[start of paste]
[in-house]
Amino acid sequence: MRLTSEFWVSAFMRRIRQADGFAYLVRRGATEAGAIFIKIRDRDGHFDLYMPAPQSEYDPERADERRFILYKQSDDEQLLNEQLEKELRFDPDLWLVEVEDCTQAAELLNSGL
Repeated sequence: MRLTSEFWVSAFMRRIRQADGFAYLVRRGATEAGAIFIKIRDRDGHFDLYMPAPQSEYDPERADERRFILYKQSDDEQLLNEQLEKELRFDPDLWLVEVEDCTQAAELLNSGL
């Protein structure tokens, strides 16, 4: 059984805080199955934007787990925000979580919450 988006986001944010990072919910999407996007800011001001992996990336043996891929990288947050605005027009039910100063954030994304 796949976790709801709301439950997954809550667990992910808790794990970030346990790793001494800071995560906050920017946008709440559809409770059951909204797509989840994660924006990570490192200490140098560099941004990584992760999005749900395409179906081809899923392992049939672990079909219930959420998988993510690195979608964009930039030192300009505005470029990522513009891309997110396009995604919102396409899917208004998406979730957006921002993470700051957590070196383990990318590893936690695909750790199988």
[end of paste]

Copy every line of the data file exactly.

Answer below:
[in-house]
Amino acid sequence: MRLTSEFWVSAFMRRIRQADGFAYLVRRGATEAGAIFIKIRDRDGHFDLYMPAPQSEYDPERADERRFILYKQSDDEQLLNEQLEKELRFDPDLWLVEVEDCTQAAELLNSGL
Repeated sequence: MRLTSEFWVSAFMRRIRQADGFAYLVRRGATEAGAIFIKIRDRDGHFDLYMPAPQSEYDPERADERRFILYKQSDDEQLLNEQLEKELRFDPDLWLVEVEDCTQAAELLNSGL
């Protein structure tokens, strides 16, 4: 059984805080199955934007787990925000979580919450 988006986001944010990072919910999407996007800011001001992996990336043996891929990288947050605005027009039910100063954030994304 796949976790709801709301439950997954809550667990992910808790794990970030346990790793001494800071995560906050920017946008709440559809409770059951909204797509989840994660924006990570490192200490140098560099941004990584992760999005749900395409179906081809899923392992049939672990079909219930959420998988993510690195979608964009930039030192300009505005470029990522513009891309997110396009995604919102396409899917208004998406979730957006921002993470700051957590070196383990990318590893936690695909750790199988």